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Correlation Between Continual Improvement Needs & Experience Data

Are the IT service desk's continual improvement efforts missing something vital? Maybe it has many IT-support improvement opportunities, but no one knows the leading cause of the issues that needs attention. The article explains how data can measure outcomes and value and delineate issues, better comprehend the root causes, and help form the required solutions.


What is essential for continual growth success

Continual improvement is necessary for IT service management (ITSM), but it needs more than an ITIL book and a heart full of confidence. Instead, continual improvement requires:


Accurate data: Pause for a moment to consider what you are enhancing at the moment? Are you sure that you want growth? Do you have a grip on data that explains this? Plus, do you have data that delves into the issue to comprehend the root cause(s)? Such that it's transparent as to what needs development and how?



The proper focus: Are you enhancing the right things? Of course, it is from a business perspective and not an IT one. You'd be in a daze at how many times the growth of IT operations, say, can sadly have a damaging effect on enterprise operations and its results.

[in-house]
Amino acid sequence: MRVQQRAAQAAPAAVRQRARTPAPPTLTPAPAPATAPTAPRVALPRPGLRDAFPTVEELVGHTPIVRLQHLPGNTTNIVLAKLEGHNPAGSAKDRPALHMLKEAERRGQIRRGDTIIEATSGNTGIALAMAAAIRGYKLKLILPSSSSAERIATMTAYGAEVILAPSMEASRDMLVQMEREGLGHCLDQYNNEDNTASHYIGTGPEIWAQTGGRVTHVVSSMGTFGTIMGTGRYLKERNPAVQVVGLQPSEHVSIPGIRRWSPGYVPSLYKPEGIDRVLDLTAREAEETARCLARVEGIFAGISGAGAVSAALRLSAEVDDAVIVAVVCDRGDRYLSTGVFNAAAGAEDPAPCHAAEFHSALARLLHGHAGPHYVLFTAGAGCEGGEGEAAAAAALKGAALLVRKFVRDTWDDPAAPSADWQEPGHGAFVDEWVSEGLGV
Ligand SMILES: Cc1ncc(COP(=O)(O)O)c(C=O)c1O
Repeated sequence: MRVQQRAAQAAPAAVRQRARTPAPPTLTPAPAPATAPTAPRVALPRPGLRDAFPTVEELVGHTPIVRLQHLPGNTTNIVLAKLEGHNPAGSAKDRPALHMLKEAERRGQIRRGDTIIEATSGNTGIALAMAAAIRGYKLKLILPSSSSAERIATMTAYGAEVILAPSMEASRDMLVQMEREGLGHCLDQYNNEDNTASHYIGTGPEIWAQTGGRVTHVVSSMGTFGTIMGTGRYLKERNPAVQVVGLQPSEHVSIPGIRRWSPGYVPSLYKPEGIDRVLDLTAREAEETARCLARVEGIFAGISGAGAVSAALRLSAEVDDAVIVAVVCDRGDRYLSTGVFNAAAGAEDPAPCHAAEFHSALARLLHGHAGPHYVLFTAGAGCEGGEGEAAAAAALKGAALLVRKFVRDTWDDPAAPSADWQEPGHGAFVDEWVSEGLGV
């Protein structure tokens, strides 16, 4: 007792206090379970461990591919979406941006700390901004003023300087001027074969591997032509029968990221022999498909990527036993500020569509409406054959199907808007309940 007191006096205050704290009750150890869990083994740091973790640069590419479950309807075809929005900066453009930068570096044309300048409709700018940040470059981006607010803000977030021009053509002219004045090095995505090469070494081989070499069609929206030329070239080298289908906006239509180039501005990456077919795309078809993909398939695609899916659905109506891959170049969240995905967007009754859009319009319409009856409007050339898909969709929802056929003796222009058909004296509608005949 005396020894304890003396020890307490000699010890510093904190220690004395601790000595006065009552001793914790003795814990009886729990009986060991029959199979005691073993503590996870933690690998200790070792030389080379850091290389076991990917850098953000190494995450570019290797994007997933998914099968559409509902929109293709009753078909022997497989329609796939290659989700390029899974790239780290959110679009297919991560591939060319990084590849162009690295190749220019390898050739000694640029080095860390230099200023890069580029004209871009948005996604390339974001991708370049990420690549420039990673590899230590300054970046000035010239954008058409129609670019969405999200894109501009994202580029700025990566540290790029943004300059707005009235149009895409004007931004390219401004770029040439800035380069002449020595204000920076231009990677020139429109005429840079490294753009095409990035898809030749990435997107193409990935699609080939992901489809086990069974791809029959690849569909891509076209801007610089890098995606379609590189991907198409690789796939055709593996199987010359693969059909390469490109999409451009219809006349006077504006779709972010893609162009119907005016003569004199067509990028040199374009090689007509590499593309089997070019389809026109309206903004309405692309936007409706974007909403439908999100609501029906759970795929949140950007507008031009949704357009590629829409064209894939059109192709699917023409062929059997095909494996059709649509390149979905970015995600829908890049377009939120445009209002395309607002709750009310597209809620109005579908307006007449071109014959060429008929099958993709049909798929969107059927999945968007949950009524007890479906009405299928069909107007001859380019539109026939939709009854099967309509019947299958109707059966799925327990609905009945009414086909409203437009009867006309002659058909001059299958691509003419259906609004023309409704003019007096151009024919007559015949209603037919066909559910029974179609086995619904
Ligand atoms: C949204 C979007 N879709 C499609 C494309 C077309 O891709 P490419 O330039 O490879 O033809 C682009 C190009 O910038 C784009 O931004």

How experience data helps with your continual improvement

Our clients find that experience measurement guides in answering all these issues. As a result, they no longer find it challenging to juggle customer satisfaction (CSAT) feedback levels of less than 10%. Instead, they now possess end-user experience feedback levels above 20%. With that feedback, a constant real-time view of performance can rely on the results as an accurate view of how IT support aids or hinders your company's employees.


For instance, the aggregate client experience data up to the end of May 2021 showed the top three presenting factors to end-user content to be:


  • Fastness of service

  • Attitude of service personnel

  • Service personnel's expertise



The top three contributing factors to end-user dissatisfaction were:


  1. Their issue remains unsolved despite ticket closure.

  2. Inactivity of service.

  3. Explaining the issue repetitively and rendering information again and again, i.e. being fused between people.


Hence, if you were fathoming end-user experience, you'd possess accurate data on what works and what doesn't. Such that you figure out improvement needs and can prioritize and focus effort. For example, the more profound analysis of the third dissatisfaction above delineates that the end-user perceives an extra one point five hours of lost time each time their ticket is assigned again. It is quite a surprise; the happiness score plunges in response!


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